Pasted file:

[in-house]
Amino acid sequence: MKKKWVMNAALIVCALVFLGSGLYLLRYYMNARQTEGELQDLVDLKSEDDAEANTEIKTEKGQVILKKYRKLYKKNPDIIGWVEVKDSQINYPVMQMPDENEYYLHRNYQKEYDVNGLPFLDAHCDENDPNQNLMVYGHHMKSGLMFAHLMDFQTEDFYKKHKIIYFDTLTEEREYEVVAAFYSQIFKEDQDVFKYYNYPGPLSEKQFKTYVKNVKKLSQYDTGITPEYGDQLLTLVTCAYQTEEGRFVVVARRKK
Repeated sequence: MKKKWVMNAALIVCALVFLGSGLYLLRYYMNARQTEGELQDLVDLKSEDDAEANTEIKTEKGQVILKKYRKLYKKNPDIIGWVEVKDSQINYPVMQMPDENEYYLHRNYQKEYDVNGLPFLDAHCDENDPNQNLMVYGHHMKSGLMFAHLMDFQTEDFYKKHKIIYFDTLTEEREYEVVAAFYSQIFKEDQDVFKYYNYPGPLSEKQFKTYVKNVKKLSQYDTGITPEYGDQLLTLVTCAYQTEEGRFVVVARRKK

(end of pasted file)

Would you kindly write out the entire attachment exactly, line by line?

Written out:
[in-house]
Amino acid sequence: MKKKWVMNAALIVCALVFLGSGLYLLRYYMNARQTEGELQDLVDLKSEDDAEANTEIKTEKGQVILKKYRKLYKKNPDIIGWVEVKDSQINYPVMQMPDENEYYLHRNYQKEYDVNGLPFLDAHCDENDPNQNLMVYGHHMKSGLMFAHLMDFQTEDFYKKHKIIYFDTLTEEREYEVVAAFYSQIFKEDQDVFKYYNYPGPLSEKQFKTYVKNVKKLSQYDTGITPEYGDQLLTLVTCAYQTEEGRFVVVARRKK
Repeated sequence: MKKKWVMNAALIVCALVFLGSGLYLLRYYMNARQTEGELQDLVDLKSEDDAEANTEIKTEKGQVILKKYRKLYKKNPDIIGWVEVKDSQINYPVMQMPDENEYYLHRNYQKEYDVNGLPFLDAHCDENDPNQNLMVYGHHMKSGLMFAHLMDFQTEDFYKKHKIIYFDTLTEEREYEVVAAFYSQIFKEDQDVFKYYNYPGPLSEKQFKTYVKNVKKLSQYDTGITPEYGDQLLTLVTCAYQTEEGRFVVVARRKK